spermatozoa), from the ancient Greek ?????? (seed) and ??? (alive), is more commonly known as a sperm or sperm cell.
During fertilization, the sperm's mitochondria are destroyed by the egg cell.
The average life span of sperm is between four to six days.
A spermatozoon bearing a Y chromosome will lead to a male (XY) offspring, while a spermatozoon bearing an X chromosome will lead to a female (XX) offspring.
The spermatids then mature into sperm as they lose most of their cytoplasm and develop a flagellated tail.
Once the sperm has bound to ZP3, the fused section of the membranes opens and the nucleus of the sperm is transferred to the egg cytoplasm.
Sperm do not swim randomly; they use various clues and factors to help reach the egg.
Current research at Harvard University has shown that sperm swim from colder to warmer regions (Flam 2006).
Once a sperm is capacitated and reaches the egg, enzymes are released from the acrosome in order to dissolve cell junctions and the zona pellucida coat (Carlson 2003).
Once past this outer layer, a sperm has to surpass the protective glycoprotein coat of the zona pellucida.
The sperm cell contains a minimum amount of cytoplasm.
Together, the sperm cell and ovum form a zygote, or fertilized egg, which can then grow and develop into a new organism.
The midpiece, which is located between the head and tail of the sperm cell, contains centrioles, microtubules, and a mitochondrial spiral.
Spermatids are haploid cells and contain 23 single chromosomes.
Spermatozoa are all derived from germ cells, or the embryonic gonadal cells that produce gametes.
Each of the two secondary spermatocytes divides into two spermatids during the second meiotic division.
The sudden rise in calcium levels in the tail causes increased activity in the flagellum, propelling the sperm more forcefully through the viscous environment of the female uterus.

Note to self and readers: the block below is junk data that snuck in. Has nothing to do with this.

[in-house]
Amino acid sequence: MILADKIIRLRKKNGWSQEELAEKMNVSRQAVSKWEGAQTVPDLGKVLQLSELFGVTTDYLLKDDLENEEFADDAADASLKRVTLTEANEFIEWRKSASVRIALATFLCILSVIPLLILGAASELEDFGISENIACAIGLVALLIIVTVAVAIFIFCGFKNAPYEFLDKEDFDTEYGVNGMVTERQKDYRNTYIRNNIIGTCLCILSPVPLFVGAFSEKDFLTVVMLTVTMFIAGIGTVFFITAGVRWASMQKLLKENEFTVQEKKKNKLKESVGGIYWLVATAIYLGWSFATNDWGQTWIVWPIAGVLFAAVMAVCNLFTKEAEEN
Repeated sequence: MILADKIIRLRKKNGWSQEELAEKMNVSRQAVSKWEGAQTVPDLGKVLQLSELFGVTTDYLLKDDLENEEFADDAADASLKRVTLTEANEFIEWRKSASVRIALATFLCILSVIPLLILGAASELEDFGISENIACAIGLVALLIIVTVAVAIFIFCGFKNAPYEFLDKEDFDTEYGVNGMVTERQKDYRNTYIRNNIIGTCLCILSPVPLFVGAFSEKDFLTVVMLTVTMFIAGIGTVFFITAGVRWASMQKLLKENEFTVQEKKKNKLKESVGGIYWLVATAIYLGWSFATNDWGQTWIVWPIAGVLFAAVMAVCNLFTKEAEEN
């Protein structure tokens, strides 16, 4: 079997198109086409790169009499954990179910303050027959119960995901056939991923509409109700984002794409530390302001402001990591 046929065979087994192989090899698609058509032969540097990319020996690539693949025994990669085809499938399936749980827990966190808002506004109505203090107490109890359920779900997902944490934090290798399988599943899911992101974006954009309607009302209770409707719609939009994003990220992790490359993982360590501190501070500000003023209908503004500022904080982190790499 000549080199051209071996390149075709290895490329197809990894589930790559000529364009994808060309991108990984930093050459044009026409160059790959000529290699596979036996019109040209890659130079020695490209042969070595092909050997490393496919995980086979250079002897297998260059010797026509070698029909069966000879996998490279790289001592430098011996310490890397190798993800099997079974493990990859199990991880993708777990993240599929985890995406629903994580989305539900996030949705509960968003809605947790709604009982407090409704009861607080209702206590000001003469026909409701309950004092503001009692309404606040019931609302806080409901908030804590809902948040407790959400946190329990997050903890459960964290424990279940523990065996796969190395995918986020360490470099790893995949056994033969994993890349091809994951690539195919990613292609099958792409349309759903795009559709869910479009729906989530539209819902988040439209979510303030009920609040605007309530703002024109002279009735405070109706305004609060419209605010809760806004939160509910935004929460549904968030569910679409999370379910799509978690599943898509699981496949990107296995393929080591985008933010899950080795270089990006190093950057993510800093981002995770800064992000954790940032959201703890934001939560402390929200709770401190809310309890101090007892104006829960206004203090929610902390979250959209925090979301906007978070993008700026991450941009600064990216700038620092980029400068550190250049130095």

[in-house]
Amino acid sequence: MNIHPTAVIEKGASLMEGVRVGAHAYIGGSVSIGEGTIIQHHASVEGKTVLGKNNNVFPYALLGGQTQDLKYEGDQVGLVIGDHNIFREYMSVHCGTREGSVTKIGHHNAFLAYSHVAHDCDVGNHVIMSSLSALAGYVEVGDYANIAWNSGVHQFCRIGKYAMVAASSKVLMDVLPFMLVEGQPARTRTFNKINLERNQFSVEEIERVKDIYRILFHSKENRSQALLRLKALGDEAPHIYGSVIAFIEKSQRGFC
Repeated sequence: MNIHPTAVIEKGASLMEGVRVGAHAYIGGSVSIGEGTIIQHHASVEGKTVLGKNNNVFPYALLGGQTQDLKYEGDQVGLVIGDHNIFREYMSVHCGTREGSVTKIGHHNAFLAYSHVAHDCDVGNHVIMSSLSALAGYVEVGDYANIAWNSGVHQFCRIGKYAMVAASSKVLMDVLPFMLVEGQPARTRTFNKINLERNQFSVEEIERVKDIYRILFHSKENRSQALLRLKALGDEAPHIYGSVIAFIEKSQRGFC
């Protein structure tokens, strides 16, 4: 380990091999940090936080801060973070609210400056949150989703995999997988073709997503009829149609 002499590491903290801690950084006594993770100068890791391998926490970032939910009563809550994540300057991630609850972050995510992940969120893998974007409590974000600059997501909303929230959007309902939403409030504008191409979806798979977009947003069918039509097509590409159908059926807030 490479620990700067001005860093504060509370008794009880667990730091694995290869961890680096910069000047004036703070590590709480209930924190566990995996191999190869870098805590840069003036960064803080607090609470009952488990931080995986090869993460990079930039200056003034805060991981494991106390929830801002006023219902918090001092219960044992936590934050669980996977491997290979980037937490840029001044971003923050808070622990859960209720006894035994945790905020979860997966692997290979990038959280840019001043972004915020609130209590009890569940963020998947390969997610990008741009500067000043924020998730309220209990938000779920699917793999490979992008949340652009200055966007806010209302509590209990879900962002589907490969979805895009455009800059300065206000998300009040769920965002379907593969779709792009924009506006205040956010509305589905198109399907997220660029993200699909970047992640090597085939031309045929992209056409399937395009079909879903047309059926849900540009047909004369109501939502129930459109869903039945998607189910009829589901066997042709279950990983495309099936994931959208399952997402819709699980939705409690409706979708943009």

Once the sperm meets the egg, fertilization can occur.
Sperm cells were first observed by a student of Anton van Leeuwenhoek in 1677.
The Reynolds number associated with spermatozoa is in the order of 1E-2.
Problems with sperm production, motility, or count may lead to infertility.
Essentially, sperm smell their way from the vagina to the to the location of the egg in the distal parts of the female's Fallopian tubes (Flam 2006).
A sperm fertilizes an ovum, which serves as the female haploid gamete.
The largest spermatozoa belongs to the fruit fly.
The sperm begins to swim more rapidly and forcefully.
Sperm production does diminish with age, but never completely ceases.
The process through which a sperm cell breaks through the barriers of the egg is called the acrosomal process.
A third pathology, impairment of sperm transport, may lead to infertility as well.
Some of these spermatogonia continually duplicate themselves through the process of mitosis.
Changes in the egg cell follow and help to prevent polyspermy, or the fertilization of the egg by more than one sperm.
The tail flagellates and propels the human sperm cell at about 1 to 3 mm per minute by rotating like a propeller.
The final maturation process takes place once the sperm cells have moved into the epididymis, where they mature over the 12 days or so.
Non-obstructive azoospermia can be caused by cystic fibrosis, obstruction of various sperm pathways, chemotherapy, and Klinefelter syndrome.
Once a sperm nears an ovum, capacitation and hyperactivity occur.
A recent discovery links hyperactivity to a sudden influx of calcium ions into the tail of the sperm.
The main function of sperm is to fertilize an egg to form a zygote.
Once sperm has entered the female's vagina or cloaca, the sperm begins its task of locating the egg.
A small number indicates viscous forces are dominant and therefore laminar flow is present, meaning sperm cells exhibit smooth and constant fluid motion.
Finally Achilles found his prey; Achilles chased Hector around the wall of Troy three times before Athena, in the form of Hector's favorite and dearest brother, Deiphobus, persuaded Hector to fight face to face.
Other spermatogonia undergo meiosis and eventually develop into sperm.
The entire process, from spermatogonium to mobile and functional sperm, takes approximately 76 days.
Sperm hyperactivity is necessary for breaking through the physical barriers that protect the egg from fertilization.
Once the process of spermatogenesis is complete for one primary spermatocyte, the end result is the creation of four sperm cells.
Unlike many other STDs that can be passed through body fluids, herpes is transmitted by skin-to-skin contact. You can get genital herpes through genital-to-genital or mouth-to-genital contact from an infected person…but it is not passed in semen.